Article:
You remember the chilling Kitty Genovese case? As Kitty hysterically shrieked for help — her voice echoing through the New York night, 38 neighbors ignored her hysterical pleas. The neighbors’ blurry thought process, “Well, maybe someone else will help” or “I am not able to assist her.” Collectively, there was a diffusion of responsibility.
“What does this have to do with mind happiness?” you wonder. Let me explain.
Mind happiness is a habit — one that demands your attention. Right now. As the whirring thoughts torment, we can lament our circumstances — beseeching others to help — or even save — us. But just like in Kitty’s case, others may not be physically or emotionally available.
Here’s the unequivocal truth: You have the power to help yourself.
Let’s take exercise. Many Americans — myself included — are in a battle with our expanding bulge. Sure exercise can be more of a chore than mowing the lawn. But as I establish an exercise routine — and attempt to maintain my overly optimistic New Year’s resolution, I empower myself to eat healthier, meet with a personal trainer, and substitute football Saturdays for, you know, actually playing football on Saturdays. The theme: take action. Decisive action. Because when you wait for others, your pleas may go unheard.
Let’s apply this to mind health treatment. In my case, the OCD thoughts have lobbed verbal grenades since adolescence. My default response: the mental equivalent of a half-hearted shrug. If I just ignore the thoughts, I reason, they will go away. Or, maybe, I could try wishing away the anxiety inducing thoughts.
Hope may be a winning political strategy; unfortunately, it isn’t a winning mind health strategy.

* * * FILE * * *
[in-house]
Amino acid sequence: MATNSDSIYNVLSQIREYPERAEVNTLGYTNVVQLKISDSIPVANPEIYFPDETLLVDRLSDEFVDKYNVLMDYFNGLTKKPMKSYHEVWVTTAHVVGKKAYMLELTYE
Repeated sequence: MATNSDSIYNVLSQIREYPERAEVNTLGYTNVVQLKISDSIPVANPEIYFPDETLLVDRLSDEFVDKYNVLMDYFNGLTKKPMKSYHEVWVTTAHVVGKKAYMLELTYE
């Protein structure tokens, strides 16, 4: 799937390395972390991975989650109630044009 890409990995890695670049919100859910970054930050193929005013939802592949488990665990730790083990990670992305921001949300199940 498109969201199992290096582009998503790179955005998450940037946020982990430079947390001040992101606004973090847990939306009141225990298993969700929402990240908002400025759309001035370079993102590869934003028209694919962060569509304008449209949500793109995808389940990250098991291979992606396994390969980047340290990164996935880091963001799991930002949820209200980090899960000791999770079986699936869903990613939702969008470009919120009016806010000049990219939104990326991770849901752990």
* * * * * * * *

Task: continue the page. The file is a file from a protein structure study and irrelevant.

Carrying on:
A half-hearted shrug is the equivalent of acquiesce. And, sadly, I cannot wish — or will away — the tormenting thoughts. In fact, inaction tightened their stranglehold. Willful blindness is just that — willful and blindness.
But here’s what you — and I — can do. When the thoughts blitzkrieg your overwhelmed mind, you define them. Each and every time. That thought about harming a loved one? Nonsense. That disturbing sexual image? Throw it in the garbage — not the recycle — bin.
As I categorize each of these thoughts for what they are, their power — miraculously — dissipates. That vice grip loosens and, in its place, something resembling tranquility appears. Even more significantly, I have empowered myself. It is futile — and arguably counterproductive — to attempt to control your mind. As mental health consumers, we know this truism better than most.
But in defining the OCD thoughts, you strike an ideal balance between resistance and acceptance. As I have consciously committed to labeling the thoughts (“OK–that is a trick thought; I can move on”), the labeling process has become semi-automatic. And, thankfully, I am now averting those once automatic sinkholes.
When the agonizing thoughts strike, my instinctive reaction has been “retreat retreat retreat.” I slink into bed or frantically call a close confidante. These are passive–even avoidance — strategies. And, sadly, they exacerbate the already writhing anxiety.
Experience has taught — and humbled — me. As my mind shrieks, I know that I am the only one who can hear. Mind health wellness is more than a spectator sport; you cannot be a disengaged witness to your own mental well-being. Innocent bystander? Like Kitty’s neighbors, you are far more culpable than you know.